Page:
WASHINGTON — Two months after the Pentagon began requiring all troops to get the coronavirus vaccine or face dismissal, the vast majority have now had shots, in part because none received a religious exemption, military officials said.
While vaccine exemptions are often broadly worded, requests based on religious beliefs are coming under close scrutiny in the military and at the Department of Veterans Affairs, the first federal agency to impose a mandate. They will likely be followed by the rest of the federal government, where most workers are required to be vaccinated by the end of this month. The Biden administration will release a federal vaccine requirement for private companies with 100 or more employees “in coming days,” a representative for the Department of Labor said this week.
The widespread federal and private sector mandates pose a test for the country, and the military and Veterans Affairs are being closely watched by companies and legal experts. Across the country, there are at least 40 legal challenges to vaccine and testing mandates issued by cities, hospitals, universities and other employers that have yet to move forward, while others have been knocked back.
A federal appellate court removed a temporary injunction last week that had allowed health care workers in New York to seek religious exemptions to the state’s mandate.
The Defense Department has granted a smattering of exemptions, including to people who were already leaving the military or have medical issues. However, some of those exemptions, like for people who recently had the coronavirus, may soon be reversed. Officials declined to say how many service members had requested an exemption but said the number was not large.
“I don’t see the courts interfering with the vaccines in any other context than possibly religious exemptions,” said Dorit Rubinstein Reiss, a law professor and expert on vaccine mandates at the University of California, San Francisco. “But I don’t know if courts will be willing to second-guess the military.”
The leaders of most major religious organizations have recommended that their members get the vaccine. Officials say that no one is actively discouraging people in the military from seeking a religious exemption. But anyone seeking one from the Pentagon or Department of Veterans Affairs would be required to have an established history of adherence to a religion that prohibits vaccines, among other things.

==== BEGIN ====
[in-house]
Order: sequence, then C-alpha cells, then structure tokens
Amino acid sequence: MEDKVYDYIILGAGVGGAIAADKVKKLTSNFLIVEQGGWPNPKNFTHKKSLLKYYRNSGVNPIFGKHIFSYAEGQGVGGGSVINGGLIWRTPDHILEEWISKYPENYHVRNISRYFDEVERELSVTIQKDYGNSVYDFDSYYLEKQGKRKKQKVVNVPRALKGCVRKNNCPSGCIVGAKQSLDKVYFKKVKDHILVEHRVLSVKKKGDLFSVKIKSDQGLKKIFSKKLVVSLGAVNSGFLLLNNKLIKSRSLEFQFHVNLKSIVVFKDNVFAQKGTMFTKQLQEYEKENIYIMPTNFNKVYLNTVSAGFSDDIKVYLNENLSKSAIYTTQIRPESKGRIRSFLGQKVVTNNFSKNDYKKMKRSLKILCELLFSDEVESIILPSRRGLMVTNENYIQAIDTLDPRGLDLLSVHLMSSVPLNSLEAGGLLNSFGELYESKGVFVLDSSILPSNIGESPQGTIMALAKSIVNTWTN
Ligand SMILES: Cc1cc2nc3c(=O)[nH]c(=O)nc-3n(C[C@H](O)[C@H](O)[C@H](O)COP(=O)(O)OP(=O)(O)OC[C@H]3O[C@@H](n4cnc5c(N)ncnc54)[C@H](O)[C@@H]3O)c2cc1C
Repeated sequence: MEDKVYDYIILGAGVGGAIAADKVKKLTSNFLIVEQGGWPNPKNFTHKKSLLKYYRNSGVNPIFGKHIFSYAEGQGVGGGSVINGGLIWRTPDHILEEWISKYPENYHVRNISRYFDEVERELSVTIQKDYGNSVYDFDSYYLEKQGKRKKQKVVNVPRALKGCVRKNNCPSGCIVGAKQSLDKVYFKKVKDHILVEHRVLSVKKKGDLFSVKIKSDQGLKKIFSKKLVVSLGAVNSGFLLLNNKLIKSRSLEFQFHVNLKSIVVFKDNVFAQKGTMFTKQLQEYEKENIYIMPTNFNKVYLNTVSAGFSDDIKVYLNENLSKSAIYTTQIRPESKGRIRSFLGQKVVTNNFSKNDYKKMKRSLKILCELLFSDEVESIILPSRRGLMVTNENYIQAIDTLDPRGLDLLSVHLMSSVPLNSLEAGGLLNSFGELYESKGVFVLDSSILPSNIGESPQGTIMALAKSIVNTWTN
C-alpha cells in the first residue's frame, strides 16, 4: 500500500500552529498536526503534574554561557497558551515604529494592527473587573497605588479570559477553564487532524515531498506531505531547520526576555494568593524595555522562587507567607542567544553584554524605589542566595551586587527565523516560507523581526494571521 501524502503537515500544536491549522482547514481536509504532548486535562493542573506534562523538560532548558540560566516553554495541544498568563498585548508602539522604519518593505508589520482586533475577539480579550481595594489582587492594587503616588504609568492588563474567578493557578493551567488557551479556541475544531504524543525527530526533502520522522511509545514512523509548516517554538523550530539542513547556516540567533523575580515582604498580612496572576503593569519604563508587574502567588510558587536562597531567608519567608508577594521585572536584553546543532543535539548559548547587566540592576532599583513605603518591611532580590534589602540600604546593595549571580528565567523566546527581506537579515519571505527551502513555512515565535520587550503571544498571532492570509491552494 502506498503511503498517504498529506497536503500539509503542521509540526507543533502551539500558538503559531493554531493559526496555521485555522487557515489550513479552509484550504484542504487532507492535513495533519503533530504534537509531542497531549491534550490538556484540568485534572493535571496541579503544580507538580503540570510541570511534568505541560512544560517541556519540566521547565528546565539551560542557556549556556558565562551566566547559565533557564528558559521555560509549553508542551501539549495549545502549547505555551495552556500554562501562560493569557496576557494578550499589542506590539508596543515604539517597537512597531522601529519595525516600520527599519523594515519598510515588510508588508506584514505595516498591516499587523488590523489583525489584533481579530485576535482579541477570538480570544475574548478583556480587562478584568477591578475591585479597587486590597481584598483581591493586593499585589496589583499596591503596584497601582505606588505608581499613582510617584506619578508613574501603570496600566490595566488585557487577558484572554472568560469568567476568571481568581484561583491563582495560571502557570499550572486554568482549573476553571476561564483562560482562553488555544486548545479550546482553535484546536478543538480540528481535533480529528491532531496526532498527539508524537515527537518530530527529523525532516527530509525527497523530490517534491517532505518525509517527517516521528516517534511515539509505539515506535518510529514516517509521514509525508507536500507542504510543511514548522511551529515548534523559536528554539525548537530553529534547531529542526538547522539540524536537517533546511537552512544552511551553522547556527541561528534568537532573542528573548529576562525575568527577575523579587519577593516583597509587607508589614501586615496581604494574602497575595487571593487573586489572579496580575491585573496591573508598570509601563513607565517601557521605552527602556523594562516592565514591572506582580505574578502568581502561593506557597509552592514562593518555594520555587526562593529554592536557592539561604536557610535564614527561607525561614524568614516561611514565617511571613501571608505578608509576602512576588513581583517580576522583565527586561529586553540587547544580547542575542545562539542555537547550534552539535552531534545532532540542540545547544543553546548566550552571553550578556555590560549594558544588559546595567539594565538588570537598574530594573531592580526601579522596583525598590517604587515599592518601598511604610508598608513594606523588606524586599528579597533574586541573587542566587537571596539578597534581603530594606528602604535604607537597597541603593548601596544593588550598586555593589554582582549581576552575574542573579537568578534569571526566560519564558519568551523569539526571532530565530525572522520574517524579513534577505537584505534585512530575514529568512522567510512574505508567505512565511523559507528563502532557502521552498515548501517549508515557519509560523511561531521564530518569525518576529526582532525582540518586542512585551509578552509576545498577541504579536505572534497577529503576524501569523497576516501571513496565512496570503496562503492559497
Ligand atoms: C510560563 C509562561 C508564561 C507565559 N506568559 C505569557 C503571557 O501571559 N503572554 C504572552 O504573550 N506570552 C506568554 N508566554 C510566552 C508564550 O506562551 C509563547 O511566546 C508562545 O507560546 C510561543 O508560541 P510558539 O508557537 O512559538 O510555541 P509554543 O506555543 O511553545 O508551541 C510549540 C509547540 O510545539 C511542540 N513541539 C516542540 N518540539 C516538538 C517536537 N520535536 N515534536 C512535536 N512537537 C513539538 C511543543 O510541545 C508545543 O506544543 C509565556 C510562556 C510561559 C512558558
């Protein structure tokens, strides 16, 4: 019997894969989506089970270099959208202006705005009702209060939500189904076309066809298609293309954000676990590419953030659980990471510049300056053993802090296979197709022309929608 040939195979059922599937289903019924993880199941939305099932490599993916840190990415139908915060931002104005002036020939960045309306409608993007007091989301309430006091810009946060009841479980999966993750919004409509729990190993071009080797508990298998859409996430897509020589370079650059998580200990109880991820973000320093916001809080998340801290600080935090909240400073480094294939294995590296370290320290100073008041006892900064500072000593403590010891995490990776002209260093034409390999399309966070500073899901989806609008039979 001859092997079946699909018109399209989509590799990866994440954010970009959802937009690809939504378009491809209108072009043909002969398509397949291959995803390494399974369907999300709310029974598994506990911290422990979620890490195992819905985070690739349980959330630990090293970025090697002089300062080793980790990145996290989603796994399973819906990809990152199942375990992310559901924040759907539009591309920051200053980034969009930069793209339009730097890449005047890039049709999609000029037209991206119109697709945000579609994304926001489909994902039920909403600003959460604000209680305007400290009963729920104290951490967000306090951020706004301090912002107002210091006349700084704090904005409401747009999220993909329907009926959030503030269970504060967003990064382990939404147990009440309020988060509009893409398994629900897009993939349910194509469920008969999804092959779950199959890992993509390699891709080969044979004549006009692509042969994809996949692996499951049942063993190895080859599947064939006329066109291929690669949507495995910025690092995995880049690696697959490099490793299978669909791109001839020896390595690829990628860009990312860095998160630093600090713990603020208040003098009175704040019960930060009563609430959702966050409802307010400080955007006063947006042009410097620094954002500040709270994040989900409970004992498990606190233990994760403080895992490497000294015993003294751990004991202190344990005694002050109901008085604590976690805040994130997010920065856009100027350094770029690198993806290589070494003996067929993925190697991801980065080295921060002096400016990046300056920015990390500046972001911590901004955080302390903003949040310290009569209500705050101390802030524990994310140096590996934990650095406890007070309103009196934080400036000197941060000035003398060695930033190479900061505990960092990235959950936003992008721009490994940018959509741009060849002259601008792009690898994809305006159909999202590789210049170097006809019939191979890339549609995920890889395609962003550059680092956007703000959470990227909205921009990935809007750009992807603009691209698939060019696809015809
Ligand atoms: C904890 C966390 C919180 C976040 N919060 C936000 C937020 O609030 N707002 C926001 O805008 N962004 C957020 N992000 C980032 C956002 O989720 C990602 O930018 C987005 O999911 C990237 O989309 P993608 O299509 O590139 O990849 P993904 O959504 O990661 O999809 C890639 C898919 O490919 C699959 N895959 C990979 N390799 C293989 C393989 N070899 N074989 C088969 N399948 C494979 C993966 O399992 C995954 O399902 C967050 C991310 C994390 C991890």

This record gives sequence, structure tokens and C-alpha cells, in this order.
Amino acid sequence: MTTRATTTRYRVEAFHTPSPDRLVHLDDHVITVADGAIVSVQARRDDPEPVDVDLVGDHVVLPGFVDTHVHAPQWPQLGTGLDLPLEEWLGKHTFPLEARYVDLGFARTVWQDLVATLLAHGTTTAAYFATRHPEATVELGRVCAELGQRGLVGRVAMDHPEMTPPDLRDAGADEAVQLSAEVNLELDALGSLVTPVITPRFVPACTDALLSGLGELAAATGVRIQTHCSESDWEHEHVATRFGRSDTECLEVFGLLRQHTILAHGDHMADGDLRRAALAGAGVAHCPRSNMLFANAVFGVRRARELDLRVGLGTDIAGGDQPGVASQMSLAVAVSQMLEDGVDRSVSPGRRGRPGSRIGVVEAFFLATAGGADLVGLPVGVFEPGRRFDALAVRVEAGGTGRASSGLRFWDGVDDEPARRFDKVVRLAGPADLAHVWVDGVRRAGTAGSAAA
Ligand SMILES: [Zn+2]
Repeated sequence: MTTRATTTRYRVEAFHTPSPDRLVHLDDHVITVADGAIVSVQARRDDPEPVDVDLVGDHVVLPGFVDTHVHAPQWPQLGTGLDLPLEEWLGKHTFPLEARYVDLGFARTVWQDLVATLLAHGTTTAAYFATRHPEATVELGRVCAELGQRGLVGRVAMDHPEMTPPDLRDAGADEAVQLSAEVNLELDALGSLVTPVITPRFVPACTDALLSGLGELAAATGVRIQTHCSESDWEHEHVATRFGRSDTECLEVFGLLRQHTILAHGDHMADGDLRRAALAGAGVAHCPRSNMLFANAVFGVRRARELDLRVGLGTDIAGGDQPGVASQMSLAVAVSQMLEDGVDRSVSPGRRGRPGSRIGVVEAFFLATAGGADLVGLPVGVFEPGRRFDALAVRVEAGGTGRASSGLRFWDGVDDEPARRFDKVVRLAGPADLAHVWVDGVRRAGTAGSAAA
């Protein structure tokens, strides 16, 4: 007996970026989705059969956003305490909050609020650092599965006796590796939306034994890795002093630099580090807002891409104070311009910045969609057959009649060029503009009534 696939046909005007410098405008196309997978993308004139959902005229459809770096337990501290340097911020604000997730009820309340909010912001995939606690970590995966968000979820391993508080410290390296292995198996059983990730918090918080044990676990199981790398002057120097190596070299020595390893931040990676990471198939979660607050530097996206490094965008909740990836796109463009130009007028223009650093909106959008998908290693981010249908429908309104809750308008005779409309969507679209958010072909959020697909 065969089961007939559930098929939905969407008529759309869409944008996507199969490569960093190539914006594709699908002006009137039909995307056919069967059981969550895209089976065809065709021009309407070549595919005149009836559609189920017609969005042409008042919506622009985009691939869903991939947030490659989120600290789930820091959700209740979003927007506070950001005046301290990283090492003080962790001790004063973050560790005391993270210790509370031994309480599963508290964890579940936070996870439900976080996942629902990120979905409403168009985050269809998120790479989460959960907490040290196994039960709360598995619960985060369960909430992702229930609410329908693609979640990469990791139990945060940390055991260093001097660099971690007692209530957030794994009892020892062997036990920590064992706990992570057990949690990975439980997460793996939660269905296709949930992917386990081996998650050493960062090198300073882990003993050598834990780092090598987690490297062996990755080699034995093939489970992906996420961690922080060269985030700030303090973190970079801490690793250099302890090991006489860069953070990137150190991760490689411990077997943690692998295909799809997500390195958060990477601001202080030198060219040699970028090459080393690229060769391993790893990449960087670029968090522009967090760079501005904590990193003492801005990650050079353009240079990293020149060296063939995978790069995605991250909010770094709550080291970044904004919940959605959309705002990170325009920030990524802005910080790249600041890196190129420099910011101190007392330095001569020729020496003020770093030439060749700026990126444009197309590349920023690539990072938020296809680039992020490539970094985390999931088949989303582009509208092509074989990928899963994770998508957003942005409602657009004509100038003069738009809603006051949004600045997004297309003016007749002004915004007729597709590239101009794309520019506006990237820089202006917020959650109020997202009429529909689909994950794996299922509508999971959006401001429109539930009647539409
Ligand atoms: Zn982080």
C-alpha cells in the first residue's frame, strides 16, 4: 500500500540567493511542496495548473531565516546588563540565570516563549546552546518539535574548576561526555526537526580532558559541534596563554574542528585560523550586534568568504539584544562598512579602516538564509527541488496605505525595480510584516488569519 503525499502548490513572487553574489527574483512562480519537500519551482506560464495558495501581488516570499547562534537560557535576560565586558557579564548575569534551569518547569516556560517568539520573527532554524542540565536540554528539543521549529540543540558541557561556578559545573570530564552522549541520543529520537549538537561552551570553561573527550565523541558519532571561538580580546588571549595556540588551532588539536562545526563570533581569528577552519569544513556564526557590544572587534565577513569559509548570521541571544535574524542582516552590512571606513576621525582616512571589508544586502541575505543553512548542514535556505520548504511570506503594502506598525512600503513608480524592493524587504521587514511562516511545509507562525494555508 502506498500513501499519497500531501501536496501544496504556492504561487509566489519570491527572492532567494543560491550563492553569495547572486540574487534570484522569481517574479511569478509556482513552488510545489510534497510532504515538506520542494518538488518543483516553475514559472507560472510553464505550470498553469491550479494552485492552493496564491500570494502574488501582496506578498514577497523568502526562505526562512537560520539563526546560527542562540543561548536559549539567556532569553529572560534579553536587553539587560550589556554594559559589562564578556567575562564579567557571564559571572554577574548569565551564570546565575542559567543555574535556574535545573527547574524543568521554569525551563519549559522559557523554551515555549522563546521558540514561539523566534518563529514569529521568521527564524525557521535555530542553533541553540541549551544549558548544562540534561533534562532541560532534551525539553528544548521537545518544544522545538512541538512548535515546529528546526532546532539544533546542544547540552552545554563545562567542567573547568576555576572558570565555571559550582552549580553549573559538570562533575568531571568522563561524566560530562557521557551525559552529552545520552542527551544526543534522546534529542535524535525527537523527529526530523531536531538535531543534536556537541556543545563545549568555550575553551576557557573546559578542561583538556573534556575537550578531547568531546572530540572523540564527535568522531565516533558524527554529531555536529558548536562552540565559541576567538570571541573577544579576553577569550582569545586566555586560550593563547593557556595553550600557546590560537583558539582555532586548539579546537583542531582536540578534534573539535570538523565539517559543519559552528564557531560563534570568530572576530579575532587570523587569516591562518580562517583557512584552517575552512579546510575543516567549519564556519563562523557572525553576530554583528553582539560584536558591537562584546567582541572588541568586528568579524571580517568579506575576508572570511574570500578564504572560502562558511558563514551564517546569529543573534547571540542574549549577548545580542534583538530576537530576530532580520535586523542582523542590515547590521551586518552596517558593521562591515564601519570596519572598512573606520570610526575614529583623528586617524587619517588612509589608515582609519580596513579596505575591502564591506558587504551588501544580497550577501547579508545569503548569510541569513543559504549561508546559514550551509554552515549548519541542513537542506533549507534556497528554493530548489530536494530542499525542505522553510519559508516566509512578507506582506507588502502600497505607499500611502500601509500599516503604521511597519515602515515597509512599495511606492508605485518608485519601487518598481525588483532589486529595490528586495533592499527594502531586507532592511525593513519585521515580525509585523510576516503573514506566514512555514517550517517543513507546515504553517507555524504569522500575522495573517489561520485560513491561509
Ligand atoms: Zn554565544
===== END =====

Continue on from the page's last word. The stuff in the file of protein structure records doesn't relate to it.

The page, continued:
“If members of the military want to apply for one, then they should be able to,” said John Kirby, a spokesman for the Pentagon. “And they should be able to make their case.”
About 97 percent of the country’s 1.3 million active-duty service members have had at least one dose of the vaccine, and roughly 87 percent have had both shots. The Air Force, which this week became the first division to hit the deadline for its mandate for full vaccination, will release its latest vaccine data on Wednesday. About 11,000 of its 326,855 active-duty personnel are likely still unvaccinated and facing possible expulsion.
At the Department of Veterans Affairs, where thousands of workers who interact with patients were supposed to be fully vaccinated by Oct. 8, officials have taken a dim view of such exemptions. Since the department issued a vaccine mandate for its 115,000 frontline health care workers this past summer, about 88 percent of the 380,000 employees covered by the mandate have had at least one dose, falling short of officials’ hopes for nearly full vaccination.
In hospitals or nursing homes with particularly vulnerable populations, “I think that there will be a point there where it is an undue burden on us to ensure safety in the provision of health care,” said Denis McDonough, the secretary of the department, “at which point we’re going to have to deny religious exceptions.”
Vaccine reluctance in the military and the Department of Veterans Affairs mirrors that of civilian society, where vaccine rates are largely lower without such mandates. Some people have embraced vaccine conspiracy theories or have been fearful of possible side effects, or do not see themselves at risk for the virus.
What to Know About Covid-19 Booster Shots